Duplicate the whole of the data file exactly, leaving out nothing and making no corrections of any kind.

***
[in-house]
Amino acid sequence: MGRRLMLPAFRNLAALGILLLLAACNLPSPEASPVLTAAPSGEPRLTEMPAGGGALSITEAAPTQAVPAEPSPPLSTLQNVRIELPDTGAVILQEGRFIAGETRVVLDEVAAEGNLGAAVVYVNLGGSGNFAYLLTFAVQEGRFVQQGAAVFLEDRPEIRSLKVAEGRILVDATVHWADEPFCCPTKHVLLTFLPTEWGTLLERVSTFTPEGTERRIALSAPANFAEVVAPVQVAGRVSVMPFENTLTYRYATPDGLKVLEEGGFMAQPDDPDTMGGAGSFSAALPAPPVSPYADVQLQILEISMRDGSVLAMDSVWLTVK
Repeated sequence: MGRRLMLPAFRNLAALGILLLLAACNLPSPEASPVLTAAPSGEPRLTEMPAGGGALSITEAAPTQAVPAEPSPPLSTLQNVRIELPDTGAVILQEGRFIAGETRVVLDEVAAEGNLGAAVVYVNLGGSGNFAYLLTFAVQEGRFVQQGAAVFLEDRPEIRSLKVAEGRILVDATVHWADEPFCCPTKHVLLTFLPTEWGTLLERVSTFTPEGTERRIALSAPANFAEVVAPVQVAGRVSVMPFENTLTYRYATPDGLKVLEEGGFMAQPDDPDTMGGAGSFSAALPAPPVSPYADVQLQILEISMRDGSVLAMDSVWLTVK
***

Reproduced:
[in-house]
Amino acid sequence: MGRRLMLPAFRNLAALGILLLLAACNLPSPEASPVLTAAPSGEPRLTEMPAGGGALSITEAAPTQAVPAEPSPPLSTLQNVRIELPDTGAVILQEGRFIAGETRVVLDEVAAEGNLGAAVVYVNLGGSGNFAYLLTFAVQEGRFVQQGAAVFLEDRPEIRSLKVAEGRILVDATVHWADEPFCCPTKHVLLTFLPTEWGTLLERVSTFTPEGTERRIALSAPANFAEVVAPVQVAGRVSVMPFENTLTYRYATPDGLKVLEEGGFMAQPDDPDTMGGAGSFSAALPAPPVSPYADVQLQILEISMRDGSVLAMDSVWLTVK
Repeated sequence: MGRRLMLPAFRNLAALGILLLLAACNLPSPEASPVLTAAPSGEPRLTEMPAGGGALSITEAAPTQAVPAEPSPPLSTLQNVRIELPDTGAVILQEGRFIAGETRVVLDEVAAEGNLGAAVVYVNLGGSGNFAYLLTFAVQEGRFVQQGAAVFLEDRPEIRSLKVAEGRILVDATVHWADEPFCCPTKHVLLTFLPTEWGTLLERVSTFTPEGTERRIALSAPANFAEVVAPVQVAGRVSVMPFENTLTYRYATPDGLKVLEEGGFMAQPDDPDTMGGAGSFSAALPAPPVSPYADVQLQILEISMRDGSVLAMDSVWLTVK